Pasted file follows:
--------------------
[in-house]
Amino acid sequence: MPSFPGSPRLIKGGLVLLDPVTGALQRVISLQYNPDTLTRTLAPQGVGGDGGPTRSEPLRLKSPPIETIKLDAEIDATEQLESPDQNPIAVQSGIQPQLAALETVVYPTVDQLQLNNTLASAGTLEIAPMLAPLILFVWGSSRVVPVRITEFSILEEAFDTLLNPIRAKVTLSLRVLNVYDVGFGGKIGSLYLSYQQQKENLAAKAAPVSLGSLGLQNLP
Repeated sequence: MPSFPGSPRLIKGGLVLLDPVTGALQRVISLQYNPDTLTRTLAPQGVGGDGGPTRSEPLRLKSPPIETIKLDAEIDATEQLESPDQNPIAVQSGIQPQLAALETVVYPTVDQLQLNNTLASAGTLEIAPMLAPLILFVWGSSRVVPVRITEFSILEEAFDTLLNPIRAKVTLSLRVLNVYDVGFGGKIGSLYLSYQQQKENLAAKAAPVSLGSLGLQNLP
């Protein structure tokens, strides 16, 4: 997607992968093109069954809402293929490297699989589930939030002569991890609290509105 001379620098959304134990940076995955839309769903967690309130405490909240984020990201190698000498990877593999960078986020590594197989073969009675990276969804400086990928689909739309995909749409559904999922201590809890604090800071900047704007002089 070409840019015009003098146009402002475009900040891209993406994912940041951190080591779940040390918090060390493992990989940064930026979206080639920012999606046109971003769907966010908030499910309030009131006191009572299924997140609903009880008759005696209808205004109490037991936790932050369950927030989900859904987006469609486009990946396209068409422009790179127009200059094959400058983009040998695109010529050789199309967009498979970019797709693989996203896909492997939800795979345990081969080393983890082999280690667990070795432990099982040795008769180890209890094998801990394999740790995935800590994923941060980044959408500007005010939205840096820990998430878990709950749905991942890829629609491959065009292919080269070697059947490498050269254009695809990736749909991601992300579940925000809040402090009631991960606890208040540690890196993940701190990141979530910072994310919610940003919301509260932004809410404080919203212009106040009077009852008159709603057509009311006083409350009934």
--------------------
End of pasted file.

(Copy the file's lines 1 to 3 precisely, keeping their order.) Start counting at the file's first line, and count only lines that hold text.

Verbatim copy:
[in-house]
Amino acid sequence: MPSFPGSPRLIKGGLVLLDPVTGALQRVISLQYNPDTLTRTLAPQGVGGDGGPTRSEPLRLKSPPIETIKLDAEIDATEQLESPDQNPIAVQSGIQPQLAALETVVYPTVDQLQLNNTLASAGTLEIAPMLAPLILFVWGSSRVVPVRITEFSILEEAFDTLLNPIRAKVTLSLRVLNVYDVGFGGKIGSLYLSYQQQKENLAAKAAPVSLGSLGLQNLP
Repeated sequence: MPSFPGSPRLIKGGLVLLDPVTGALQRVISLQYNPDTLTRTLAPQGVGGDGGPTRSEPLRLKSPPIETIKLDAEIDATEQLESPDQNPIAVQSGIQPQLAALETVVYPTVDQLQLNNTLASAGTLEIAPMLAPLILFVWGSSRVVPVRITEFSILEEAFDTLLNPIRAKVTLSLRVLNVYDVGFGGKIGSLYLSYQQQKENLAAKAAPVSLGSLGLQNLP